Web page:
To improve health outcomes and lower cost, the U.S. healthcare system must abandon fee for service models and provide comprehensive, proactive value-based care (VBC). High-quality data and advanced analytics that produce actionable insights into patients’ medical and social needs are an essential building block for this transition.
Putting patient outcomes first
In a value-based system, patient outcomes, patient experience and quality of care become the drivers for clinical care delivery. High-cost, low-impact services such as emergency department (ED) visits for conditions treatable by primary care physicians can be avoided by improved access to primary care — annual wellness visits, screening and preventive medical procedures — and chronic care management. VBC contracts actively support the transition from unnecessary reliance on ED service to appropriate utilization through incentives for preventive care and quality goals achievement.
Health systems moving fully into the domain of VBC benefit from predictions about patients’ future health needs and insights to early interventions that can maintain health over time. With artificial intelligence, providers can forecast outcomes and a patient’s risk by integrating data across various domains, including demographics, social determinants of health, utilization, claims and consumer information to identify needed interventions such as:
- Personalized patient outreach and communication
- Improved access to preventive services
- Chronic disease management
- Automated pre-visit planning
- Integration of ancillary services such as nutrition counseling and behavioral health
- Referral to social services
Managing patients at risk
Using advanced analytics to drive population health management and risk stratification, health systems can meet the challenges of illness burdens and tenuous cost controls. Health systems also must leverage analytics to ensure appropriate reimbursement for the additional work required to provide VBC.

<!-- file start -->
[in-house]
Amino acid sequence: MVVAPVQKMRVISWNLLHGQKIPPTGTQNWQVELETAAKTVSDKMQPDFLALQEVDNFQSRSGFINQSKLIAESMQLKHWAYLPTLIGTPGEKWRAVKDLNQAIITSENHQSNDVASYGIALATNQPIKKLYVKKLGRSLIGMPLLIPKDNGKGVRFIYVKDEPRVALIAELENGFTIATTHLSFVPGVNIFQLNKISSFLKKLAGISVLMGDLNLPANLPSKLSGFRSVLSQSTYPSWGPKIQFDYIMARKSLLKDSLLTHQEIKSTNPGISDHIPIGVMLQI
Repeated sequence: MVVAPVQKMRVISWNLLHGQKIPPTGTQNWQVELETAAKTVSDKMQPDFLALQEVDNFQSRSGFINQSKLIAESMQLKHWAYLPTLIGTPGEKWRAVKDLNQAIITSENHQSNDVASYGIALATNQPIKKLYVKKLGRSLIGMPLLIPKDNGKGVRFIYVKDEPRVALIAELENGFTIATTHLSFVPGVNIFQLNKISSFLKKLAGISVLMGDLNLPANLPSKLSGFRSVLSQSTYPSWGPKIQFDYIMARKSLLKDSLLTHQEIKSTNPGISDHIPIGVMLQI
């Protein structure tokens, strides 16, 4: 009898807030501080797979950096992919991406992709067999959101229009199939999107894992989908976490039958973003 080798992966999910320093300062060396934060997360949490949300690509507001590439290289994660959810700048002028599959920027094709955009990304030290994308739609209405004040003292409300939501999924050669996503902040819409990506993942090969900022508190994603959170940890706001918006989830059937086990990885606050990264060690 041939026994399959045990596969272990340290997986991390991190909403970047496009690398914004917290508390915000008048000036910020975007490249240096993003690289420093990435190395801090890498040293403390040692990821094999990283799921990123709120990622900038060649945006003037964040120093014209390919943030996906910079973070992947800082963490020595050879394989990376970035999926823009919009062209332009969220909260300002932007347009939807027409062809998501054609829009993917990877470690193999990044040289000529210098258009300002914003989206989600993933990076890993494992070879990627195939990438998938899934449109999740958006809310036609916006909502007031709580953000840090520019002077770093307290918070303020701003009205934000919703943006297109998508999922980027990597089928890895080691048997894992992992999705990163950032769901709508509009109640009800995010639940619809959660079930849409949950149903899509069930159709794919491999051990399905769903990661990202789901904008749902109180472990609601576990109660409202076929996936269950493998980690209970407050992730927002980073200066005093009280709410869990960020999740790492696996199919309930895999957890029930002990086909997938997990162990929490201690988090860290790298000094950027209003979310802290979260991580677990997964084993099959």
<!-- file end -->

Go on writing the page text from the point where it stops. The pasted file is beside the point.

For example, analytic tools are needed to calculate risk scores such as the hierarchical condition category score and the risk-adjustment factor. Proper coding literally pays off for health systems. With an understanding and documentation of patients’ full illness burden, providers not only expand their abilities to improve health outcomes, but they grow per-member-per-month revenue for patients, ensuring they receive reimbursement in line with necessary procedures.
Addressing social drivers of health outcomes
Since the start of the COVID-19 pandemic, the healthcare industry has become more aware of the critical link between social determinants and overall health and well-being. As cases surged in the early days, primary care and specialist visits diminished and cancer screenings were curtailed. Providers soon recognized that disadvantaged subpopulations and individuals with chronic disease needed timely diagnosis and patient-centric treatment plans to optimize care, lift quality and utilization measures’ performance and maximize reimbursement.
The Centers for Medicare & Medicaid Services is considering new measures to ensure the capture of data about food insecurity, housing instability, transportation and interpersonal safety to help health plans be more proactive and offer more outcome-based reimbursements. Advanced analytics can ingest this information and raise the readiness of health plans to take on VBC financial risk, drive down costs, manage health inequity and elevate quality of care. They represent an opportunity for healthcare organizations to meet the imperative realized through COVID — to create more accessible, affordable and equitable healthcare that links payment more closely to value.
About the Author
Michael Dulin, MD, PhD, Chief Medical Officer, Gray Matter Analytics. Dr. Dulin is a nationally recognized leader in the field of health information technology and application of analytics and outcomes research to improve care delivery and advance population health. He is currently a professor at UNC Charlotte in the Department of Public Health Sciences where he directs the Academy for Population Health Innovation. As Chief Medical Officer for Gray Matter Analytics, Dr. Dulin directs the company’s growth and success by leading the clinical activities throughout the organization. He drives overall clinical strategy and design for Gray Matters’ CoreTechs® Healthcare Analytics platform and Analytics Solutions and educates the customer base on how to leverage healthcare data analytics to advance their clinical, operational and financial outcomes. He started his career as an Electrical and Biomedical Engineer and received his PhD in Neurophysiology prior to becoming a primary care physician.
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